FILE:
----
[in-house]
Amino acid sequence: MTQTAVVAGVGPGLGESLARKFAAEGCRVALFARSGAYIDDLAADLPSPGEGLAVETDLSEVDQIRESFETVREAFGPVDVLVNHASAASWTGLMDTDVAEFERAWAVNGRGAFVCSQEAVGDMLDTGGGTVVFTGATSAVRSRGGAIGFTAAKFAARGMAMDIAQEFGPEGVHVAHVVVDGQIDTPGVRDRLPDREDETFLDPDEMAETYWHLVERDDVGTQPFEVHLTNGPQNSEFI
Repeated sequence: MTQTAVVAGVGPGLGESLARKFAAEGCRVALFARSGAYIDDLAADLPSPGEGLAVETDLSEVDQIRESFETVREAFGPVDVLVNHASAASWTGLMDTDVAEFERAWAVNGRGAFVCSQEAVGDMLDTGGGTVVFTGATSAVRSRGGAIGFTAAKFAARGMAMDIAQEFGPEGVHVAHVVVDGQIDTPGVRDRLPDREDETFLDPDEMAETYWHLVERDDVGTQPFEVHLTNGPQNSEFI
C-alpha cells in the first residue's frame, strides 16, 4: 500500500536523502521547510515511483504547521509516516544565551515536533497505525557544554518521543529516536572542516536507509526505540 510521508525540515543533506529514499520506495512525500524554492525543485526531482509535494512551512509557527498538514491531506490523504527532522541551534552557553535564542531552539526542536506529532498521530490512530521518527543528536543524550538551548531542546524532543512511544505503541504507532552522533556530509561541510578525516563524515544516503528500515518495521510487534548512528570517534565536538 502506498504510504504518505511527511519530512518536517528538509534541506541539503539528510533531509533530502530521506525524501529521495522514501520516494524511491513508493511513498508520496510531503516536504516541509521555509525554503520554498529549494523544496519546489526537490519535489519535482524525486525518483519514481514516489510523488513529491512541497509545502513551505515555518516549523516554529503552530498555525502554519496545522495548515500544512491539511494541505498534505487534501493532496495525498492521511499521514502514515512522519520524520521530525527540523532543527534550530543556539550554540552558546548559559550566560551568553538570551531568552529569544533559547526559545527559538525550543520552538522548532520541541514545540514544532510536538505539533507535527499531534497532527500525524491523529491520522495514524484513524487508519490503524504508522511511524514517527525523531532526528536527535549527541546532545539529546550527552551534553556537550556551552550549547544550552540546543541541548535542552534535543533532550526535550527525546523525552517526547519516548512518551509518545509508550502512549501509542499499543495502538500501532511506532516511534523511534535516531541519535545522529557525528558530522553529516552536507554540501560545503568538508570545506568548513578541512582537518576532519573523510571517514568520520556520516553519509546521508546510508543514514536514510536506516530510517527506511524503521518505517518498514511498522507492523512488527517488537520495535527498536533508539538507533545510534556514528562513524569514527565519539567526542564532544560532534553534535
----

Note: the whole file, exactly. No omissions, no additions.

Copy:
[in-house]
Amino acid sequence: MTQTAVVAGVGPGLGESLARKFAAEGCRVALFARSGAYIDDLAADLPSPGEGLAVETDLSEVDQIRESFETVREAFGPVDVLVNHASAASWTGLMDTDVAEFERAWAVNGRGAFVCSQEAVGDMLDTGGGTVVFTGATSAVRSRGGAIGFTAAKFAARGMAMDIAQEFGPEGVHVAHVVVDGQIDTPGVRDRLPDREDETFLDPDEMAETYWHLVERDDVGTQPFEVHLTNGPQNSEFI
Repeated sequence: MTQTAVVAGVGPGLGESLARKFAAEGCRVALFARSGAYIDDLAADLPSPGEGLAVETDLSEVDQIRESFETVREAFGPVDVLVNHASAASWTGLMDTDVAEFERAWAVNGRGAFVCSQEAVGDMLDTGGGTVVFTGATSAVRSRGGAIGFTAAKFAARGMAMDIAQEFGPEGVHVAHVVVDGQIDTPGVRDRLPDREDETFLDPDEMAETYWHLVERDDVGTQPFEVHLTNGPQNSEFI
C-alpha cells in the first residue's frame, strides 16, 4: 500500500536523502521547510515511483504547521509516516544565551515536533497505525557544554518521543529516536572542516536507509526505540 510521508525540515543533506529514499520506495512525500524554492525543485526531482509535494512551512509557527498538514491531506490523504527532522541551534552557553535564542531552539526542536506529532498521530490512530521518527543528536543524550538551548531542546524532543512511544505503541504507532552522533556530509561541510578525516563524515544516503528500515518495521510487534548512528570517534565536538 502506498504510504504518505511527511519530512518536517528538509534541506541539503539528510533531509533530502530521506525524501529521495522514501520516494524511491513508493511513498508520496510531503516536504516541509521555509525554503520554498529549494523544496519546489526537490519535489519535482524525486525518483519514481514516489510523488513529491512541497509545502513551505515555518516549523516554529503552530498555525502554519496545522495548515500544512491539511494541505498534505487534501493532496495525498492521511499521514502514515512522519520524520521530525527540523532543527534550530543556539550554540552558546548559559550566560551568553538570551531568552529569544533559547526559545527559538525550543520552538522548532520541541514545540514544532510536538505539533507535527499531534497532527500525524491523529491520522495514524484513524487508519490503524504508522511511524514517527525523531532526528536527535549527541546532545539529546550527552551534553556537550556551552550549547544550552540546543541541548535542552534535543533532550526535550527525546523525552517526547519516548512518551509518545509508550502512549501509542499499543495502538500501532511506532516511534523511534535516531541519535545522529557525528558530522553529516552536507554540501560545503568538508570545506568548513578541512582537518576532519573523510571517514568520520556520516553519509546521508546510508543514514536514510536506516530510517527506511524503521518505517518498514511498522507492523512488527517488537520495535527498536533508539538507533545510534556514528562513524569514527565519539567526542564532544560532534553534535